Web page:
Can a stone floor be restored? A case study answer to this common question
Restoring a natural stone floor to its former glory is something that can be easily achieved with the assistance of experts in their field
We always argue that stone as a flooring, paving and tile material is timeless – less driven by trend and more by a love of natural beauty that can offset contemporary, traditional and rustic settings in an unrivalled way. It can remain in the same setting for decades, even centuries, and still exude charm and interest.
Our clients in this case study chose an antiqued, warm grey flagstone for their home in the country more than eight years ago. The softly pillowed limestone was hand-finished to replicate the look of a genuine old floor. It was laid throughout their kitchen-diner as well as utility spaces and a rear entrance lobby and boot room.
Their rural property has, over the years, been home to chickens, dogs and a busy family. Over time, the grout lines had become grubby as well as the surface of the tiles which had been walked over the most. After redecorating their kitchen, they decided to also refresh their stone floor.
They contacted us for recommendations on how best to deep clean their tiles and we put them in touch with Athena Stonecare.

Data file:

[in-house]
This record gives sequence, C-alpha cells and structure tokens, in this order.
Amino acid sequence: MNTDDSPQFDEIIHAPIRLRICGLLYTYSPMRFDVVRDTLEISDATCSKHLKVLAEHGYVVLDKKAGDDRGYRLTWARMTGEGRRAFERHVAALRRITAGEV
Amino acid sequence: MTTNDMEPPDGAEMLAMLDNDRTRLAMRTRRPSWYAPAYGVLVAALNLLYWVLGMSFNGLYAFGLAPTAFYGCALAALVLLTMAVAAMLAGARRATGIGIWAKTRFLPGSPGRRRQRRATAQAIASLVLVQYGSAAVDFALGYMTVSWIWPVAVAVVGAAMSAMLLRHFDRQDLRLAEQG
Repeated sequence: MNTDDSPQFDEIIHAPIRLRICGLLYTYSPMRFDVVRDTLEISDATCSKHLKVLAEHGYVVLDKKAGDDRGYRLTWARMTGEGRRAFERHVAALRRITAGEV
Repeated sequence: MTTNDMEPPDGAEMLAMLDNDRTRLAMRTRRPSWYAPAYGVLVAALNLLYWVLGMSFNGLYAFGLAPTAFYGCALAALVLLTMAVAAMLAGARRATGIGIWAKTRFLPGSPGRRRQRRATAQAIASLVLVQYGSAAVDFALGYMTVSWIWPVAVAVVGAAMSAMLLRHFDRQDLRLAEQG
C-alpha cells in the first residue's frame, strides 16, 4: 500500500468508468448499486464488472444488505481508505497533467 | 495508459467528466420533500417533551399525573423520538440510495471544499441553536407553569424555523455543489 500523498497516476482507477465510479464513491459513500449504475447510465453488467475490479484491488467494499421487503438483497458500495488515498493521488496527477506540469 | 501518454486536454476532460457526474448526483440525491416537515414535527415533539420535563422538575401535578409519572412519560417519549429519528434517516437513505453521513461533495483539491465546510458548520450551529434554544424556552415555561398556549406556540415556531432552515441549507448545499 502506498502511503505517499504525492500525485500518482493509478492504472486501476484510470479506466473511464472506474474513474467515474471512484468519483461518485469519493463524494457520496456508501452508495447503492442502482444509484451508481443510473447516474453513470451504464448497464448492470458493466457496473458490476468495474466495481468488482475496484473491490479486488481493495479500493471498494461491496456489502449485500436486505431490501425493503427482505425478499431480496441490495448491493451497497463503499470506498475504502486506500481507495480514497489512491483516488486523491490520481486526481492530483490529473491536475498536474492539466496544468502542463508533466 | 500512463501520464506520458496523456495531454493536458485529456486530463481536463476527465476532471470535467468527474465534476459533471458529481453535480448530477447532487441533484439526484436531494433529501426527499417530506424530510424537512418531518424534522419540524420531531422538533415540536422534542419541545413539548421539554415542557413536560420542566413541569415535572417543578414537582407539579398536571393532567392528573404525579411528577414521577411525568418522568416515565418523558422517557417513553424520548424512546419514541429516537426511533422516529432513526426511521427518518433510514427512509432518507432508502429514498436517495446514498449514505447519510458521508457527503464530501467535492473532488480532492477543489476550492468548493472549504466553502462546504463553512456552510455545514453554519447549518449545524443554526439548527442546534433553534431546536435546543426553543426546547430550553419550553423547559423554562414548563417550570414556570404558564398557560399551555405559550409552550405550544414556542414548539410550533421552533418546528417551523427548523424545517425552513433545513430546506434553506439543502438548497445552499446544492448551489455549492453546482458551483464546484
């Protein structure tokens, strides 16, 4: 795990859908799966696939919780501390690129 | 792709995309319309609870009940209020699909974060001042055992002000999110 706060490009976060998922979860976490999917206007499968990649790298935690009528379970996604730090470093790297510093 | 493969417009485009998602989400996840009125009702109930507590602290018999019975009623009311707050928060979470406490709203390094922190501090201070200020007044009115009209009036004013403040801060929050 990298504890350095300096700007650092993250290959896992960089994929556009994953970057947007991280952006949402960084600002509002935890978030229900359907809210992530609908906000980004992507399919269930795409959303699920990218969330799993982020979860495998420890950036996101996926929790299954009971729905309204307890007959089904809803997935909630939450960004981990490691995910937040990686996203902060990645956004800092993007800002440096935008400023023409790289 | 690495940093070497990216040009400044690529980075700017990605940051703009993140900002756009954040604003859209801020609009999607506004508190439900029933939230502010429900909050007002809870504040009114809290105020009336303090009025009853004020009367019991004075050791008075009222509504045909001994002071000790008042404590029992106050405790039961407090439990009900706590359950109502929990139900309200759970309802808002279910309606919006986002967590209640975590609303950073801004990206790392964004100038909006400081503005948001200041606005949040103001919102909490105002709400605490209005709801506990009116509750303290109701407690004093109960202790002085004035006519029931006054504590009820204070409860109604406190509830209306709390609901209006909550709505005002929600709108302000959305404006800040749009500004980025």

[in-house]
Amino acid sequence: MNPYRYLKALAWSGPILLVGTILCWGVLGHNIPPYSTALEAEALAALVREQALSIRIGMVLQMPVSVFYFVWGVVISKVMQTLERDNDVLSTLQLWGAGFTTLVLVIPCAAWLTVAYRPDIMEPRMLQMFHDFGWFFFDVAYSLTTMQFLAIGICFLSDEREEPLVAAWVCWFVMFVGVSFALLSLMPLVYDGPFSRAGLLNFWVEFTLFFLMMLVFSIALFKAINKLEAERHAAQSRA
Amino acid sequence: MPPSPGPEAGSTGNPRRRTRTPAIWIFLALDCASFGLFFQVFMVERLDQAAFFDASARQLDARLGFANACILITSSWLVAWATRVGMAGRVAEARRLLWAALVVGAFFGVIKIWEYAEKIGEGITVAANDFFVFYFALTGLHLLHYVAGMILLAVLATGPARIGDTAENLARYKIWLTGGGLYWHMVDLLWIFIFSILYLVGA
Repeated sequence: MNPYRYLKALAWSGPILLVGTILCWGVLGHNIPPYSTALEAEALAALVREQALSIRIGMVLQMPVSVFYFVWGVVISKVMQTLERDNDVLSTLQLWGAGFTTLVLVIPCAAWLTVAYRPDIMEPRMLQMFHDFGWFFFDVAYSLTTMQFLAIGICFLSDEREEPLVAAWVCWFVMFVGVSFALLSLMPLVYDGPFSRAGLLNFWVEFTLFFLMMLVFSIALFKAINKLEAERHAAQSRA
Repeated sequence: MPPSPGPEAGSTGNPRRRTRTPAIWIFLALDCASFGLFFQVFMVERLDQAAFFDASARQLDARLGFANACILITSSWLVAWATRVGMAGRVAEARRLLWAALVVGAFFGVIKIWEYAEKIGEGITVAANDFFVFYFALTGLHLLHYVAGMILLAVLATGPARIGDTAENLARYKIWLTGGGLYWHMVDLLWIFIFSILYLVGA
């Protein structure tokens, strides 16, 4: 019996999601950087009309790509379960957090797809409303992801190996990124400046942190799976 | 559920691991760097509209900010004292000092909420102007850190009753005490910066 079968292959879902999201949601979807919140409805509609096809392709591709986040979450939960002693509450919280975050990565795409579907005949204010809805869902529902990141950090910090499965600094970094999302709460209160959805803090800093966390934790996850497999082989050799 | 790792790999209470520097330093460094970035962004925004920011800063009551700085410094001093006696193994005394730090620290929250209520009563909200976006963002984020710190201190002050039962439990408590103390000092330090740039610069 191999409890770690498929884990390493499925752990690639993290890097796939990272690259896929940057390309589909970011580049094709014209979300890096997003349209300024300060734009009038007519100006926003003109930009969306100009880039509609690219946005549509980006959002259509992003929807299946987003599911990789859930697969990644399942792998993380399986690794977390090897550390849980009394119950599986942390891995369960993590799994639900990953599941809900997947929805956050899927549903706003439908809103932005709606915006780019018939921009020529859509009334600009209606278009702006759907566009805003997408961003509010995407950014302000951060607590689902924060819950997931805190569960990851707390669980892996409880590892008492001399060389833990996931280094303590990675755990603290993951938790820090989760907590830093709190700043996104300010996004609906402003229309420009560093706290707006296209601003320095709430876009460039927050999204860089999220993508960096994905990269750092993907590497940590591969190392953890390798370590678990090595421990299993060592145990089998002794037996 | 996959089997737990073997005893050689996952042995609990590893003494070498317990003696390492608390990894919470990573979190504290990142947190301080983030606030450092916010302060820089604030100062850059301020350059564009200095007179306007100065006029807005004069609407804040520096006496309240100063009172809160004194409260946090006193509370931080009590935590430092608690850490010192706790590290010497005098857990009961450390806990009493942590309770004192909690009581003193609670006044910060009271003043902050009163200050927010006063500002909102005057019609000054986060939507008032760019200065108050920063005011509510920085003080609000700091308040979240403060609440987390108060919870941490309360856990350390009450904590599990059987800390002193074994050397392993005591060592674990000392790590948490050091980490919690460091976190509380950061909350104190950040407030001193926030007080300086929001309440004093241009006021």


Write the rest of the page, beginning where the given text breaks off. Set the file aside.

Based in Buckinghamshire, the company is run by husband and wife team, Dave and Becca Cranfield. Along with their fully-trained team, they specialise in the restoration and maintenance of natural stone flooring, tiles, worktops and more.
In this case, a deep clean and then gentle resurfacing of the tiles and grout joints was enough to restore the floor to its former glory while still retaining the character it had gained from years of foot traffic.
The resurfacing process was achieved by sprinkling an abrasive honing powder on the tiles which is worked across them with a stiff polypropylene brush attached to a rotary machine (pictured). This removes a very thin surface layer from the tiles, taking away with it the dirt which could not be eradicated through simple cleaning. To prevent dust being created and ensure the process causes minimal mess or disruption, the machine also uses water to collect the residue that is removed.
Once the resurfacing was complete, the tiles were then sealed and finished with a satin wax to bring back the soft sheen and patina of the floor that had been gained over time.
We are often asked whether stone flooring is easy to maintain and we always say yes. Day-to-day cleaning can simply be achieved with a PH neutral cleaner and a deeper clean can be carried out with products specifically for the use on natural stone.
Depending on the density of the material used, some may need little resealing while others may need a fresh coat of sealer periodically to maintain the barrier between the stone and dirt that can build-up in its pours.
While some clients like the character that comes from the wear of an old-looking floor over time, others may prefer to restore the tiles to their newly-installed look.
Professionals such as Athena Stonecare will make sure this is carried out in the best way according to the material they are working with.
You can download a copy of their Athena Aftercare guide here which gives many useful tips for the ongoing maintenance of natural stone tiles.